Indeed, Kirk is quite bloodthirsty in the first issue, leading a raid on a secret military installation. “Damn it, Bryce, fire!” he urges one of his officers. “They killed your father… do you want to be next?” It’s easy to see how that sort of attitude could lead to galactic war. Similarly, the implication is that one single Excalibian could not have produced the propaganda that saturates the Federation viewing channels – making the case that the Federation is more war-like than it would like to believe.
The chapter title The Only Good Klingon… invites the reader to question their own blood lust, as Barr makes a point to develop the Klingons as characters in their own right. The story broaches the issue of audience complicity in all of this, asking whether the readers want this action and spectacle to occur. The Excalibians talk in theatrical metaphors. “The play is about to begin!” they advise Kahless IV. “Be silent, human, and let the drama unfold!” they order the Chief of Starfleet. This is all just drama to them.
That said, Barr does run into a bit of bother when it comes to characterising the Klingons. It’s clear that Barr wants to make the case that Klingons are not monsters. When the Excalibians explain that they have chosen the Federation to represent “good” and the Klingons to stand for “evil”, Kor pointedly objects, “Evil? We Klingons are not evil!” Even under the coercion of the Excalibians, Kahless IV is reluctant to commit to war with the Federation. “N-no! Such a war will destroy my people, as well!”
Klingons are shown to negotiate in good faith. Kor helps Kirk to save the universe. There’s a sense that Barr is trying to argue that Klingons are not inherently evil. They are just different. However, this is undermines a bit by the new character of Konom. Konom is a Klingon, but he’s treated as an aberration. Given he’s the only unambiguously heroic Klingon, presenting him as an aberration is a questionable decision at best.
It gets rather more problematic when the character’s heroism is consciously rooted in what makes him different from other Klingons. “There’s something… wrong with me!” he explains. “The killing and destruction done by my people have always repulsed me…” When McCoy studies him, he explains, “I… I’ve never been like the others… I’ve always feared pain… and dying…” Even the fact that he has a sense of humour is treated as an oddity.
In short, Konom is treated as hero because he’s not a bloodthirsty murderous inhuman animal. The obvious inference is that most Klingons must – then – be bloodthirsty murderous inhuman animals. That seems to suggest that the only good Klingon is a Klingon who behaves and acts like a human. This is troublesome, to say the least – and plays into some of the more awkward aspects of Roddenberry’s vision of Star Trek, a world where a single set of culture norms are held up as an ideal and others are inferior.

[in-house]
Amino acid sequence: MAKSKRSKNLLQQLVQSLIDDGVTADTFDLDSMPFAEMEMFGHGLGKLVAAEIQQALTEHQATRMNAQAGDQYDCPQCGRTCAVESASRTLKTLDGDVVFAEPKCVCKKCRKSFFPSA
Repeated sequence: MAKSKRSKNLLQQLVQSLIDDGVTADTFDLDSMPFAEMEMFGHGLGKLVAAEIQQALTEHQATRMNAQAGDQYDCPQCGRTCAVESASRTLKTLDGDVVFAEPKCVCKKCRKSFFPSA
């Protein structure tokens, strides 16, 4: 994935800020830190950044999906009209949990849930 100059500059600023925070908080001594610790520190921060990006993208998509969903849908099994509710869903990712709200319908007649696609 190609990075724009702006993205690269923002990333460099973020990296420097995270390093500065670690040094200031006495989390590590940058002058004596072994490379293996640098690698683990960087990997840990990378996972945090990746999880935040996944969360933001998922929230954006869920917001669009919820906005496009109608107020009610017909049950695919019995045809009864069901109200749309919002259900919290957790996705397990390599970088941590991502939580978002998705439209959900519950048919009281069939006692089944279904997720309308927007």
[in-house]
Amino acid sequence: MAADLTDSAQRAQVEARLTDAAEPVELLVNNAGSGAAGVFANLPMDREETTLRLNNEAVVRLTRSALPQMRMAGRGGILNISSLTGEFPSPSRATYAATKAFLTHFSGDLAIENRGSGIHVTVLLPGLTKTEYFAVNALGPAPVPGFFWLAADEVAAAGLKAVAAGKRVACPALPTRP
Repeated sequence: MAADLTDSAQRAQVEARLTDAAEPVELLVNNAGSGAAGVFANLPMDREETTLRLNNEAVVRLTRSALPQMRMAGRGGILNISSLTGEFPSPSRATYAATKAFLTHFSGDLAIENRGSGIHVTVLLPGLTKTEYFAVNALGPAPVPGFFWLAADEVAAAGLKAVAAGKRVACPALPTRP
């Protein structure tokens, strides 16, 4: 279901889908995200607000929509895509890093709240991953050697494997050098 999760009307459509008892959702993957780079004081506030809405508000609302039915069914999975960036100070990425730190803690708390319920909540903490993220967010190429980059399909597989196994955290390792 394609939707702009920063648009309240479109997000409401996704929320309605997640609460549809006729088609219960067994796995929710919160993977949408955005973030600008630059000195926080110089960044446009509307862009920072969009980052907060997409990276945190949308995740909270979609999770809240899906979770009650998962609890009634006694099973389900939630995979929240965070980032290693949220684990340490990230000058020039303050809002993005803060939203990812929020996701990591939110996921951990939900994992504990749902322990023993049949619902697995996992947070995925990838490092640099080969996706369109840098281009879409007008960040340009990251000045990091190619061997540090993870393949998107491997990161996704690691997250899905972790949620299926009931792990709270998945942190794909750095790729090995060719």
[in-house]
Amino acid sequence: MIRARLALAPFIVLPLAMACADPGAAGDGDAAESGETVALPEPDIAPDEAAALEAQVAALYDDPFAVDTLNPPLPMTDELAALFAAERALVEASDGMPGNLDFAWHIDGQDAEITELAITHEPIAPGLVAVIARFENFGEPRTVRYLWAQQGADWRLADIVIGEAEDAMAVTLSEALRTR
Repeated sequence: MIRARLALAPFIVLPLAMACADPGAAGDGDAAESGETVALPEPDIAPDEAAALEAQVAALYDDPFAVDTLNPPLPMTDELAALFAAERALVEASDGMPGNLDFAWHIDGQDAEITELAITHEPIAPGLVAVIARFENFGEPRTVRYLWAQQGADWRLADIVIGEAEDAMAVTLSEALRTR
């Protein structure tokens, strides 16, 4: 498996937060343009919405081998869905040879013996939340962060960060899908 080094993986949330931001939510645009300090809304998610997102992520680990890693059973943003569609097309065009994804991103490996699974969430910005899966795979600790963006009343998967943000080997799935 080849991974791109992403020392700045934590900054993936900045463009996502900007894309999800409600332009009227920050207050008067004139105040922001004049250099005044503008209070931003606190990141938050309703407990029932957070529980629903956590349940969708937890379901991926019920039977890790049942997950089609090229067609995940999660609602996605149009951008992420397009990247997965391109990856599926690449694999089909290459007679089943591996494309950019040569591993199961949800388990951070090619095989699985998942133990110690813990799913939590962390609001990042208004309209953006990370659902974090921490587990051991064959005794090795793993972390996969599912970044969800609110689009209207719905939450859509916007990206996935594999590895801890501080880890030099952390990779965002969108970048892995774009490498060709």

Still, while this characterisation does cause problems, it doesn’t overshadow the rest of Barr’s good work. In particular, it’s interesting how Barr seems to foreshadow so much of what would follow on Star Trek. For one thing, his new additions to the Star Trek cast included a friendly Klingon and human character with Native American heritage, years before either Worf or Chakotay would appear in the franchise.
Similarly, the first issue features the discovery of a stable wormhole, recalling the basic premise of Star Trek: Deep Space Nine. In fact, the idea of a third power manipulating the Klingons and the Federation to war seems to foreshadow the fourth season of Deep Space Nine. (The Excalibians’ comment that they only had to replace two people to provoke all-out war also mirrors the observations made by the Changelings in Paradise Lost.)
This similarities are undoubtedly coincidental, but they are interesting. They suggest that Barr was quite in tune with the franchise, and that he knew what he was writing. Barr’s work on the Star Trek series can be a little surreal and all over the place, but it’s also great pulpy fun. This is a writer who clearly relishes the opportunity to work on the franchise, and to chart out his own little corner of the shared universe.
DC’s Star Trek comic ran for over fifty issues before it was cancelled. The arrival of Star Trek: The Next Generation saw the publisher tidying the comics up a bit and relaunching the series from scratch, with much tighter editorial control. When the initial fifty-odd issue series does get overshadowed somewhat, due to the crazy continuity issues and the relaunch in the late eighties, it is a fascinating addition to the canon.